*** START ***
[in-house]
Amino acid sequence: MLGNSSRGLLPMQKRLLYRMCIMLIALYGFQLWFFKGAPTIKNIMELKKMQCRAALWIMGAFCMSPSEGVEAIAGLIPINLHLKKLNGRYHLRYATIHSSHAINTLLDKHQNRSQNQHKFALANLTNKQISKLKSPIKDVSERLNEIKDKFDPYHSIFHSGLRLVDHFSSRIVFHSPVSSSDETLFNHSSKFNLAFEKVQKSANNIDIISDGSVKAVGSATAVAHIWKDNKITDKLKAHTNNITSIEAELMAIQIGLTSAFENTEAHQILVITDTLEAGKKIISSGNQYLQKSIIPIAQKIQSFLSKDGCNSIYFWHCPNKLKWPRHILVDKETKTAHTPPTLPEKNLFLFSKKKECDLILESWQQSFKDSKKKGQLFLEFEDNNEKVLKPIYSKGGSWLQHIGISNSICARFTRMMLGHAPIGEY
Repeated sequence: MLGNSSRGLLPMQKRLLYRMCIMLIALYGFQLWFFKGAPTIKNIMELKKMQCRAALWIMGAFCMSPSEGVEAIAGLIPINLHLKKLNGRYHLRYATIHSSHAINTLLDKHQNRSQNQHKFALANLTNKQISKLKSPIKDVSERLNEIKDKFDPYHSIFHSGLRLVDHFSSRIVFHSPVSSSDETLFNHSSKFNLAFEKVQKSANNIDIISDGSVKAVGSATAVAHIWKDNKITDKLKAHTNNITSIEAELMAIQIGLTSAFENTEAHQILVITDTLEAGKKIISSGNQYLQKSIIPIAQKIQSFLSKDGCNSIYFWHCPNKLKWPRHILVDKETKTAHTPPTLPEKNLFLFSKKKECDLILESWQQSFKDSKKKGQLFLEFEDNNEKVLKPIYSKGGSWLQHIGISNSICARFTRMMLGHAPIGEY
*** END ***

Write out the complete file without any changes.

[in-house]
Amino acid sequence: MLGNSSRGLLPMQKRLLYRMCIMLIALYGFQLWFFKGAPTIKNIMELKKMQCRAALWIMGAFCMSPSEGVEAIAGLIPINLHLKKLNGRYHLRYATIHSSHAINTLLDKHQNRSQNQHKFALANLTNKQISKLKSPIKDVSERLNEIKDKFDPYHSIFHSGLRLVDHFSSRIVFHSPVSSSDETLFNHSSKFNLAFEKVQKSANNIDIISDGSVKAVGSATAVAHIWKDNKITDKLKAHTNNITSIEAELMAIQIGLTSAFENTEAHQILVITDTLEAGKKIISSGNQYLQKSIIPIAQKIQSFLSKDGCNSIYFWHCPNKLKWPRHILVDKETKTAHTPPTLPEKNLFLFSKKKECDLILESWQQSFKDSKKKGQLFLEFEDNNEKVLKPIYSKGGSWLQHIGISNSICARFTRMMLGHAPIGEY
Repeated sequence: MLGNSSRGLLPMQKRLLYRMCIMLIALYGFQLWFFKGAPTIKNIMELKKMQCRAALWIMGAFCMSPSEGVEAIAGLIPINLHLKKLNGRYHLRYATIHSSHAINTLLDKHQNRSQNQHKFALANLTNKQISKLKSPIKDVSERLNEIKDKFDPYHSIFHSGLRLVDHFSSRIVFHSPVSSSDETLFNHSSKFNLAFEKVQKSANNIDIISDGSVKAVGSATAVAHIWKDNKITDKLKAHTNNITSIEAELMAIQIGLTSAFENTEAHQILVITDTLEAGKKIISSGNQYLQKSIIPIAQKIQSFLSKDGCNSIYFWHCPNKLKWPRHILVDKETKTAHTPPTLPEKNLFLFSKKKECDLILESWQQSFKDSKKKGQLFLEFEDNNEKVLKPIYSKGGSWLQHIGISNSICARFTRMMLGHAPIGEY